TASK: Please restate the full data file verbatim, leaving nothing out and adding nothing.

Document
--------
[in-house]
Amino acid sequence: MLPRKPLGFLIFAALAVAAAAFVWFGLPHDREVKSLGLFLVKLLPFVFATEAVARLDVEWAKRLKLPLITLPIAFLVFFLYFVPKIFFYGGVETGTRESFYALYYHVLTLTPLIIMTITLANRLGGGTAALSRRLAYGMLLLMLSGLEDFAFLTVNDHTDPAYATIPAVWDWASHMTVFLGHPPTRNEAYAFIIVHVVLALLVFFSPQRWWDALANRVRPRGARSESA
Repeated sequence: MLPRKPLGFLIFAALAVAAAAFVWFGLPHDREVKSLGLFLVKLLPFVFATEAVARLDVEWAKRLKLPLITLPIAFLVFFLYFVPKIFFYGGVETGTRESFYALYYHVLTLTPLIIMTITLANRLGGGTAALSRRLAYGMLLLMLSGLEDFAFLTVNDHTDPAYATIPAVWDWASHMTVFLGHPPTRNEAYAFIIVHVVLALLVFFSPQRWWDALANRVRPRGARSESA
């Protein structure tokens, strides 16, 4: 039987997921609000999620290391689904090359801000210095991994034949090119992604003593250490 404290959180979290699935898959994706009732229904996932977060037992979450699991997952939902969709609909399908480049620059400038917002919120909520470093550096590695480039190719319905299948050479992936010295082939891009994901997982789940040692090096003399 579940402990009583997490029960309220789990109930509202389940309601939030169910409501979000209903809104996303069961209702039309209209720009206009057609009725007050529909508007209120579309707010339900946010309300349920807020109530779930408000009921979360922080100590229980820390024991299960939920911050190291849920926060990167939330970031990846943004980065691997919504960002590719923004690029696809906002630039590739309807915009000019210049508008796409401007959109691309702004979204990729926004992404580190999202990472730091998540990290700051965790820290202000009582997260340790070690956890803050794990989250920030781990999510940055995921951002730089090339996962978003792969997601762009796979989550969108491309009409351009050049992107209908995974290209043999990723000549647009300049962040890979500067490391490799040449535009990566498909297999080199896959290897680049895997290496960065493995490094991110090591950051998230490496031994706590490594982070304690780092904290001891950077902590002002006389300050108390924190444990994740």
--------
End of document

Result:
[in-house]
Amino acid sequence: MLPRKPLGFLIFAALAVAAAAFVWFGLPHDREVKSLGLFLVKLLPFVFATEAVARLDVEWAKRLKLPLITLPIAFLVFFLYFVPKIFFYGGVETGTRESFYALYYHVLTLTPLIIMTITLANRLGGGTAALSRRLAYGMLLLMLSGLEDFAFLTVNDHTDPAYATIPAVWDWASHMTVFLGHPPTRNEAYAFIIVHVVLALLVFFSPQRWWDALANRVRPRGARSESA
Repeated sequence: MLPRKPLGFLIFAALAVAAAAFVWFGLPHDREVKSLGLFLVKLLPFVFATEAVARLDVEWAKRLKLPLITLPIAFLVFFLYFVPKIFFYGGVETGTRESFYALYYHVLTLTPLIIMTITLANRLGGGTAALSRRLAYGMLLLMLSGLEDFAFLTVNDHTDPAYATIPAVWDWASHMTVFLGHPPTRNEAYAFIIVHVVLALLVFFSPQRWWDALANRVRPRGARSESA
């Protein structure tokens, strides 16, 4: 039987997921609000999620290391689904090359801000210095991994034949090119992604003593250490 404290959180979290699935898959994706009732229904996932977060037992979450699991997952939902969709609909399908480049620059400038917002919120909520470093550096590695480039190719319905299948050479992936010295082939891009994901997982789940040692090096003399 579940402990009583997490029960309220789990109930509202389940309601939030169910409501979000209903809104996303069961209702039309209209720009206009057609009725007050529909508007209120579309707010339900946010309300349920807020109530779930408000009921979360922080100590229980820390024991299960939920911050190291849920926060990167939330970031990846943004980065691997919504960002590719923004690029696809906002630039590739309807915009000019210049508008796409401007959109691309702004979204990729926004992404580190999202990472730091998540990290700051965790820290202000009582997260340790070690956890803050794990989250920030781990999510940055995921951002730089090339996962978003792969997601762009796979989550969108491309009409351009050049992107209908995974290209043999990723000549647009300049962040890979500067490391490799040449535009990566498909297999080199896959290897680049895997290496960065493995490094991110090591950051998230490496031994706590490594982070304690780092904290001891950077902590002002006389300050108390924190444990994740």